Elementary Section 2019 Election Results
The Elementary Section Steering Committee (ESSC) members are elected each year to a four-year term. The Chair is elected from within the ESSC for a two-year term and serves on the NCTE Executive Committee representing the interests of the elementary membership.
The Nominating Committee prepares a slate of candidates for vacancies that occur annually on the Elementary Section Steering Committee and selects candidates for the succeeding year’s Elementary Section Nominating Committee. The candidate who receives the largest number of votes in the election will chair the committee.
Thanks to the 2019 Elementary Section Nominating Committee:Ting Yuan, College of Staten Island, New York, chair; Crystal Polite Glover, Winthrop University, South Carolina; and Dinah Volk, Cleveland State University, Ohio.
Elementary Section Nominating Committee
(term to expire August 2020)
Members of the Section Nominating Committee choose candidates for the Section Committee and the Section Nominating Committee for the following year. The person receiving the most votes serves as chair.
Third-grade teacher, Louisville, KY
Membership(s): NCTE, Early Childhood Education Assembly
Award(s): Heinemann Fellow (2018–20); Professional Dyads and Culturally Relevant Teaching Cohort 2
Publication(s): Articles in The Reading Teacher, Talking Points, Action in Teacher Education
Program Contribution(s): NCTE, WLU
Position Statement: Attending the NCTE Annual Convention yearly sparks joy, helps me reflect on how responsive my practices truly are, and renews my spirit by being around like-minded educators. As a Black woman, feminist educator, I am committed to implementing culturally responsive/sustaining practices and centering Black joy in my literacy instruction.
Associate professor, literacy education, Queens College, NY
Formerly: Reading specialist; elementary classroom teacher
Membership(s): NCTE Standing Committee on Literacy Assessment, LRA, CELT
Publication(s): Book: Becoming Biliterate: Identity, Ideology, and Learning to Read and Write in Two Languages; articles in Research in the Teaching of English, Reading Research Quarterly, Talking Points, Language and Literacy
Program Contribution(s): NCTE, LRA, AERA
Position Statement: NCTE has provided teachers with a space to consider the different kinds and forms of literacy learning. Through my current service to NCTE, I have discovered ways that researchers, teachers, and administrators can change the conversation on student learning from a policy-driven, deficit perspective to one that values the knowledge and histories of students and families. If elected to serve on the NCTE Elementary Section Nominating Committee, I will continue to foster platforms for critical conversations that promote equity and advocate for teachers, students, and learning.
Principal, Northern Parkway School, Uniondale, NY
Formerly: Assistant principal, Northern Parkway School; physical education teacher, Bay Shore Elementary School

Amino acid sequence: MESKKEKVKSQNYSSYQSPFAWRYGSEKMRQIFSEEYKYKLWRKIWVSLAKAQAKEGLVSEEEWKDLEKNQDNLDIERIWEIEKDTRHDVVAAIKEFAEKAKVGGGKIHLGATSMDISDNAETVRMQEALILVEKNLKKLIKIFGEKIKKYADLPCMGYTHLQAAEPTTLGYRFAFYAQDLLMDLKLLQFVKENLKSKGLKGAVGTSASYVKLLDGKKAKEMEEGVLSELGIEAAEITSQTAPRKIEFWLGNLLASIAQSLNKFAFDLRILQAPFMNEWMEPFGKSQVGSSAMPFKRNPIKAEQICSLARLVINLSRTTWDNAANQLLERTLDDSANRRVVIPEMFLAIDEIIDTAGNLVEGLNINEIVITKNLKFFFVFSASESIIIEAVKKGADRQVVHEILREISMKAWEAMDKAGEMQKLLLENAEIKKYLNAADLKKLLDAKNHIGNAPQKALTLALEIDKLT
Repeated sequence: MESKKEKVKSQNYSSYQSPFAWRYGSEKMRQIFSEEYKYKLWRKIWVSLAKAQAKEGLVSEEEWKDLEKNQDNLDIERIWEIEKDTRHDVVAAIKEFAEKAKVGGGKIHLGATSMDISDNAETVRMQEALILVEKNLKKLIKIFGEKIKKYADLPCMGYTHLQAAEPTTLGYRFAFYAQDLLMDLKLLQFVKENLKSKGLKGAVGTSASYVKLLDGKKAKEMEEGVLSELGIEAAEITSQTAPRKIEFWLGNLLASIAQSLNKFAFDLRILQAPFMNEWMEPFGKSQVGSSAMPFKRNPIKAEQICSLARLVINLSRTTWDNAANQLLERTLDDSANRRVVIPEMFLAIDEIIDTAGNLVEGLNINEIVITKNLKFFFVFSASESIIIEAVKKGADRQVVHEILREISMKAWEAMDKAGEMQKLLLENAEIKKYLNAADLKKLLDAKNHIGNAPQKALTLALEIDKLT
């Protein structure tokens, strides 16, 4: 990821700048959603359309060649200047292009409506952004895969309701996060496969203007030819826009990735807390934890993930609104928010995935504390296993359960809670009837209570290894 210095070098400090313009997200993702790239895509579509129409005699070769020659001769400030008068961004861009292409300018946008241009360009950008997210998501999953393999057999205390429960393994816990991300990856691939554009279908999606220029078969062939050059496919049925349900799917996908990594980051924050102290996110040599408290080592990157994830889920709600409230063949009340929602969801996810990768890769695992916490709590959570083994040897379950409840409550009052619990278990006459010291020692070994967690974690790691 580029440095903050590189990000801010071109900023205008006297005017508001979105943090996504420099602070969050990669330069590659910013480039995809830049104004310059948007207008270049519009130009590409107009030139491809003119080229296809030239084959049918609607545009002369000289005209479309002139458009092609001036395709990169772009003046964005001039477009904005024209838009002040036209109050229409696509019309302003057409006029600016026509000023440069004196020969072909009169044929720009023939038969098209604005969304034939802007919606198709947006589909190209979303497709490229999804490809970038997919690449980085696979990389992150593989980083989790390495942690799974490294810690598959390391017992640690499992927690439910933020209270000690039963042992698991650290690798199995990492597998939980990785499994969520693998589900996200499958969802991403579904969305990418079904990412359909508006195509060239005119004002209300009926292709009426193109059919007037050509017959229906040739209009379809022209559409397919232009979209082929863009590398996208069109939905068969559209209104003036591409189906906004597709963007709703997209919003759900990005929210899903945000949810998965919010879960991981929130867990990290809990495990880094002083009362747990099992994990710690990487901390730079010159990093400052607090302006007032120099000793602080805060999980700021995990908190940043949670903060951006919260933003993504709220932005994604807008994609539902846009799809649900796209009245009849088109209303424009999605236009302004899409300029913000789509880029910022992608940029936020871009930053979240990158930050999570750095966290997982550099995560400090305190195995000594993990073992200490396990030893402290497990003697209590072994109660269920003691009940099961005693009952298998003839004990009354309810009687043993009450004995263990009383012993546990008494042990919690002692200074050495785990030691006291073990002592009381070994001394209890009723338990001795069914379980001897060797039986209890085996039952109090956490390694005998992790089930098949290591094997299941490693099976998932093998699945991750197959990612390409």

Membership(s): NCTE, Early Childhood Education Assembly, Affirmative Action Committee of ECEA
Award(s): NCTE/CEE Diversity Grant
Publications: Engaging Teachers, Families & Children in Multiple Literacies; Courageous Leadership; Culturally Sustaining Early Literacy Teaching: New Approaches, Strategies and Practices
Program Contribution(s): NCTE, Early Childhood Education Assembly, AAC, co-director of Professional Dyads and Culturally Relevant Teaching
Position Statement: As an elementary school principal, I find that NCTE serves as my professional home to allow me to participate as a practitioner and researcher in the field of early and intermediate literacy. As a member of the NCTE Elementary Section Nominating Committee, I would be committed to supporting NCTE to enhance the organization’s work in helping teachers, students, and their families with equitable and culturally responsive literacies pedagogies and practices.
Questions or comments for the Steering Committee can be emailed to email@example.com
The Elementary Section Steering Committee of NCTE is committed to the pursuit of justice and equity. We believe that in an open democratic society we cannot argue for democracy and humanity unless we create for our children a more just and caring world. To this end we are dedicated to the support and development of emancipatory pedagogies that counter official policies and mandates that narrow the possibilities for the teaching of the language arts in public schools. We believe that it is essential that we resist any attempt that is made to separate school based language arts programs from the socio-cultural realities of children’s everyday lives. Our task is to support the work of teachers as they work closely with their students and their families to build classrooms where everyone has an opportunity to participate in the conversation with a renewed consciousness of worth and possibility of their own language use and the literacies that they share.
—ESSC, January 2017